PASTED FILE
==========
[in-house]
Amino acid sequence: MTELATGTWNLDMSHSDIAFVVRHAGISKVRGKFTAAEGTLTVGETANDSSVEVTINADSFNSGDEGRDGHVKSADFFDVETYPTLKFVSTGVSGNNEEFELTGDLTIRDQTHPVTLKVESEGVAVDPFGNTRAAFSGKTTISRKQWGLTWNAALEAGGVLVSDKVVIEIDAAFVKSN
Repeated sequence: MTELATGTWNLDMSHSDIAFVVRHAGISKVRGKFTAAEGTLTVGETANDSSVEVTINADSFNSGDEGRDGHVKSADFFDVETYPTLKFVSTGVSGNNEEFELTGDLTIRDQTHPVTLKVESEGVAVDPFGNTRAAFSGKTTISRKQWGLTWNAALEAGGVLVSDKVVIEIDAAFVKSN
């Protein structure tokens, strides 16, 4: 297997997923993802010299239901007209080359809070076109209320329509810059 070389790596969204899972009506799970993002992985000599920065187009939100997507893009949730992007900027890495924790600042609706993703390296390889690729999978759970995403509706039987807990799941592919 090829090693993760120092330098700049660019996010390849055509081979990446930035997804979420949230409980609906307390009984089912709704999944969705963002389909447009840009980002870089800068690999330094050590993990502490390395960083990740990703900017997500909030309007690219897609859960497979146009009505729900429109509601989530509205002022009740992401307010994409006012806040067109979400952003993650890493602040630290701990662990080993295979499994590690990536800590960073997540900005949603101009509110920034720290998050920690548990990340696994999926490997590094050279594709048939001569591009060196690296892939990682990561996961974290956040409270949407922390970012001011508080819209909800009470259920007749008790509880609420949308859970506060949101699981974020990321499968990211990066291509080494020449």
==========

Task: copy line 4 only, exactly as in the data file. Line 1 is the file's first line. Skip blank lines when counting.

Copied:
């Protein structure tokens, strides 16, 4: 297997997923993802010299239901007209080359809070076109209320329509810059 070389790596969204899972009506799970993002992985000599920065187009939100997507893009949730992007900027890495924790600042609706993703390296390889690729999978759970995403509706039987807990799941592919 090829090693993760120092330098700049660019996010390849055509081979990446930035997804979420949230409980609906307390009984089912709704999944969705963002389909447009840009980002870089800068690999330094050590993990502490390395960083990740990703900017997500909030309007690219897609859960497979146009009505729900429109509601989530509205002022009740992401307010994409006012806040067109979400952003993650890493602040630290701990662990080993295979499994590690990536800590960073997540900005949603101009509110920034720290998050920690548990990340696994999926490997590094050279594709048939001569591009060196690296892939990682990561996961974290956040409270949407922390970012001011508080819209909800009470259920007749008790509880609420949308859970506060949101699981974020990321499968990211990066291509080494020449």